A YouGov survey has revealed that the most desired job in Britain is that of an Author (followed closely by Librarian and Academic). This despite the fact that the average wage of an author is said to be £11,000 a year (and how many of us read that amount and thought ‘I wish!’?)
In response, Chas Newkey-Burden (great name!) has come up with 14 reasons not to be a full time author. I was nodding along to most of them, and there are times the job is tough, like when the words don't come or you haven't sold anything for a while, but I can also think of lots of reasons being an author really is the best job ever.
These are my reasons. I’m sure you have your own. Feel free to share them in the comments.
- You are your own boss. You start when you want, and deadlines notwithstanding, you finish when you want. That’s not to say that writing isn’t hard work. When I’m in the grip of a story, I can work until I’m literally dropping from exhaustion. But it’s a good sort of exhaustion, and much better than the stress I used to be under when I worked as an advisor for a charity, often finishing late because once people turned up for advice, pouring all their anguish into you to add to your own hang-ups, you can’t (and shouldn’t) turn them away.
- You take holidays when you want. If I decide I want to go off for a couple of days, I can just do it. I don’t have to clear it with anyone (again deadlines notwithstanding).
- You can stop for a cuppa whenever you want. There are no designated tea breaks or lunch hours. You pick your own hours, and if you decide to slink off to the kitchen for a bit to get a drink and a snack, there’s no boss looking over your shoulder. You can choose to work all day, or into the night. It’s your call.
- Whilst it can be a lonely job, you do get to meet some fantastic people, who help and inspire you. Since I started writing, I’ve found some of my best friends ever, and my work on the Romantic Novelists Association committee, organising the parties, has helped me to meet many more. As someone who could have been agoraphobic given half the chance, this is a Good Thing for me.
- You’re on your own. That’s not a bad thing for everyone. Writing is a solitary job and if you’re a solitary person, that might be just what you need. I have a need to be alone at times, and get quite antsy if I can’t be. When I started writing, it was an escape from the bustle of family life. Apart from everyone turning up in the bedroom for a chat (see previous blog post) it meant I had time to myself in which I could breathe and just be me.
- You get to make up stories all day. How cool is that? It’s like being a child and having daydreams, only now you can turn those daydreams into stories and maybe earn some money from them. You can lose yourself in your own fictional worlds, with characters that you care about and it’s allowed because you’re an author.
- You decide what you write and when (within reason). If you’re in a day job and working on a project, you have to see it through to the end, even if the outcome isn’t what you hoped for. With writing, if something doesn’t work, you can scrap it and start again. This is, again, within reason. If you have a contract and your editor is expecting a novel about the human colony of Mars, and you’ve scrapped it to write about the existential musings of a mouse living in Prague, then you might have problems. But mostly the choice is yours.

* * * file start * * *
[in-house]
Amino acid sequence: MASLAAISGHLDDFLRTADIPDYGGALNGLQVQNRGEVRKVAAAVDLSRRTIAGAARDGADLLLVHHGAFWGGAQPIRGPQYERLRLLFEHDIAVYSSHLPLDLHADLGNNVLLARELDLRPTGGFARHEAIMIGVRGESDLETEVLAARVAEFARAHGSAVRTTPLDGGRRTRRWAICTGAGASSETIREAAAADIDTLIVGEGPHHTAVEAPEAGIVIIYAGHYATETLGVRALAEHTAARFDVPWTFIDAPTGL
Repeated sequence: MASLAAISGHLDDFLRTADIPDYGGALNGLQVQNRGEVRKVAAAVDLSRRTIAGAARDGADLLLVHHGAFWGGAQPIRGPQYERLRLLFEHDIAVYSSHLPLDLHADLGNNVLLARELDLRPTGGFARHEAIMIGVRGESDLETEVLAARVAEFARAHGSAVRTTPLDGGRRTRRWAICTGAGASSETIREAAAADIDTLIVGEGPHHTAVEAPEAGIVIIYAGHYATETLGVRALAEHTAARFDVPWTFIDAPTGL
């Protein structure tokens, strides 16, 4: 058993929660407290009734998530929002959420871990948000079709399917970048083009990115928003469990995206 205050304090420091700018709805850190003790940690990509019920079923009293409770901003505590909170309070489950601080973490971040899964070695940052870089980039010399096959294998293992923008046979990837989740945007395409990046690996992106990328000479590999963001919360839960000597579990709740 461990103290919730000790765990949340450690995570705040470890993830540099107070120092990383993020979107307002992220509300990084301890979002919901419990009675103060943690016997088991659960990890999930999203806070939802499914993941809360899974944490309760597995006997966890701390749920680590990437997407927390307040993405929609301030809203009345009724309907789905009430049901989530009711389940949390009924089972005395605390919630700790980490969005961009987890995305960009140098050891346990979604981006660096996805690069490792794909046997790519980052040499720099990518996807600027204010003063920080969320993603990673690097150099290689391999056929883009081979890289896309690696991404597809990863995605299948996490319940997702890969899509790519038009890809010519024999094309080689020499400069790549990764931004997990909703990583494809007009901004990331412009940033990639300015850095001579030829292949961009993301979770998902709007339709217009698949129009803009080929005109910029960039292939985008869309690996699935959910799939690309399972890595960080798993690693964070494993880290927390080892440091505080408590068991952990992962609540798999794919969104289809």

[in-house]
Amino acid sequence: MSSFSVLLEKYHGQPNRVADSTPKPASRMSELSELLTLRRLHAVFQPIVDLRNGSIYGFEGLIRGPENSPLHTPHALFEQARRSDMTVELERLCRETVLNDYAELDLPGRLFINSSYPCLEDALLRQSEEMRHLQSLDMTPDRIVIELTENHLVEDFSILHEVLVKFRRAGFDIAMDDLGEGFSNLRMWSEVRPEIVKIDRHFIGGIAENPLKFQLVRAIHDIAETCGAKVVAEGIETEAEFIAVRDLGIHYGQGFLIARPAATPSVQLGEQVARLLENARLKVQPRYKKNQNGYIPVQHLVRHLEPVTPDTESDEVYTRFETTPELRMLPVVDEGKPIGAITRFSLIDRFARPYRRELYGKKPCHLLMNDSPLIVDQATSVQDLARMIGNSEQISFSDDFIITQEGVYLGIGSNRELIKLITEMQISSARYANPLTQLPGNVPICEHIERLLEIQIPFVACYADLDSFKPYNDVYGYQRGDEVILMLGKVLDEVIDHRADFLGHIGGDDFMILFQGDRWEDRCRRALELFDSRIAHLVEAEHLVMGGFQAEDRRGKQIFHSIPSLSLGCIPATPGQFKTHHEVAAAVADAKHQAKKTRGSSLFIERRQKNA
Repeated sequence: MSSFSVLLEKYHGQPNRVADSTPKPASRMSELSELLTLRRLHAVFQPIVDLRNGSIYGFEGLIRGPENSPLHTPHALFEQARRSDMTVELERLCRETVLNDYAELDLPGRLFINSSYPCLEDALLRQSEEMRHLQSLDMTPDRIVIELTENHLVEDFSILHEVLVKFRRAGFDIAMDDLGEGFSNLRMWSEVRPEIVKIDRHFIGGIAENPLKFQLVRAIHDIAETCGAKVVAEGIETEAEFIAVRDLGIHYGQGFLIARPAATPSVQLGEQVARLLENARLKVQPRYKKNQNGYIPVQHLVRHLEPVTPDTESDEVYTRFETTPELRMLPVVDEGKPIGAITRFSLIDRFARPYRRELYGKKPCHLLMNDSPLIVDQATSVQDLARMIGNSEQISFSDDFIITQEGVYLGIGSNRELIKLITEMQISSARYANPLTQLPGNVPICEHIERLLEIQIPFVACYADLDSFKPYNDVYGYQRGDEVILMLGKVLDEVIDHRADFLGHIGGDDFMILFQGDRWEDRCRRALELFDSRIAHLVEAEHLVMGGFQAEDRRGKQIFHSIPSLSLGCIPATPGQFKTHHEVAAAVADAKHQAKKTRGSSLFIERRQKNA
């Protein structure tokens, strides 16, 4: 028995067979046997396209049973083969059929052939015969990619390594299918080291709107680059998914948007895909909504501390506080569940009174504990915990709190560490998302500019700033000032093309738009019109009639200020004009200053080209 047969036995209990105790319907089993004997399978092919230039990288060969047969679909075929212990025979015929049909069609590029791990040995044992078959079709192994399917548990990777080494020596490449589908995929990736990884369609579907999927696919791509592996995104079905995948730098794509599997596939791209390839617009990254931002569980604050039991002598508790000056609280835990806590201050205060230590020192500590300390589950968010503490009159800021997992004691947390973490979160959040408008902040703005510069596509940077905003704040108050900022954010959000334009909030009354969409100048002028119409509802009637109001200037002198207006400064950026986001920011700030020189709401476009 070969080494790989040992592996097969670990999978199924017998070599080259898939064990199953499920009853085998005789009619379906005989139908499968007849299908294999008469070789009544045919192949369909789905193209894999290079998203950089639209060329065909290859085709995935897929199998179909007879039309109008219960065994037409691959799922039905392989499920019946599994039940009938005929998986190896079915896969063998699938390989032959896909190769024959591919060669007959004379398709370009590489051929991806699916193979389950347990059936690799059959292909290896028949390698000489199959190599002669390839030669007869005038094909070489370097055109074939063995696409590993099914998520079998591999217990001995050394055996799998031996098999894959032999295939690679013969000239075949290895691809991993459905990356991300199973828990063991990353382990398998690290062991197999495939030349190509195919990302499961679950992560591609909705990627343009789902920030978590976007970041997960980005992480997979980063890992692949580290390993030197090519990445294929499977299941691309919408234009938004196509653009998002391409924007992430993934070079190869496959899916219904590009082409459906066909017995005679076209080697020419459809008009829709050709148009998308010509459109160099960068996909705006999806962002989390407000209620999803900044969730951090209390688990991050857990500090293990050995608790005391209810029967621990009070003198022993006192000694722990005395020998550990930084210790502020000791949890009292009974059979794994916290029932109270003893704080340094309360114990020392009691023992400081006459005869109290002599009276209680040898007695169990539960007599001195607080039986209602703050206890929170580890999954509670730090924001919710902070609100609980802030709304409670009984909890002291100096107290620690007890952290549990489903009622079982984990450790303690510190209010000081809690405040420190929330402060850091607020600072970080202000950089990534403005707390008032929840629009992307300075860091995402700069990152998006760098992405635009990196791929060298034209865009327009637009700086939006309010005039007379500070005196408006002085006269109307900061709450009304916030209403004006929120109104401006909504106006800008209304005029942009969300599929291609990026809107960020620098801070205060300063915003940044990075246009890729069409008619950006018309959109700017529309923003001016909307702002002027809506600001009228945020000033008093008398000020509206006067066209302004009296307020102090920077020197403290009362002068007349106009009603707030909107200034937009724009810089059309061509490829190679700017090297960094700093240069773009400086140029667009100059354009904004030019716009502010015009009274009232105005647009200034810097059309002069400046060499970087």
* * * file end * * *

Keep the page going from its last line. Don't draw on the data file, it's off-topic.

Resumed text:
- Seeing your work in print for the first time, with your name on the cover of a book, is the best feeling ever, and it never gets old. It’s proof that you, who didn’t do well at school and was voted most likely to die in a bedsit, having choked on a tin of prunes, have actually created something that someone else felt was worth publishing.
- Five star reviews from someone who isn’t actually related to you. They’re brilliant. 1 star reviews sting, true, but a five star review from a complete stranger sweeps all that pain away.
- Someone is reading your work, and, hopefully, enjoying it. That means you’re giving someone the same pleasure from reading as you got from all those nights under the cover with a torch (reading, you dirty minded lot!)
- You have an excuse for being a bit vague. ‘Oh, she’s artistic’, they’ll say, so you can get away with forgetting to turn up for things you didn’t really want to do anyway. When my husband’s club needed someone to make sandwiches for an event recently, one of the other wives said to me ‘Don’t worry. We’ll do it. You stay home and write.” Result! (I hate making sandwiches)
- When the royalties, PLR and ALCS payments come in. Okay, they might not keep you in a manner to which an Arab Sheik becomes accustomed, but it’s still a thrill to get them and pretend that, for a short time at least, you’re in the money. And as a friend has just said, some writers do make a good living, even if they're not writing best-selling novels. We're not all starving in garrets.
- When people come up to you, with your book in their hand and say ‘Will you sign this for me please?’ What else can I say but that it’s a fantastic feeling?
- It makes me happier than any job I’ve ever done. Okay, I’m not rich. I’m not a well-known author. But when I’m writing, I’m really happy. When I’m not writing I get depressed, because I have no outlet for my vivid imagination that doesn’t involve pretending to everyone that I am Grand Duchess Anastasia who was cryogenically frozen and then brought back. And people don’t like you when you do that.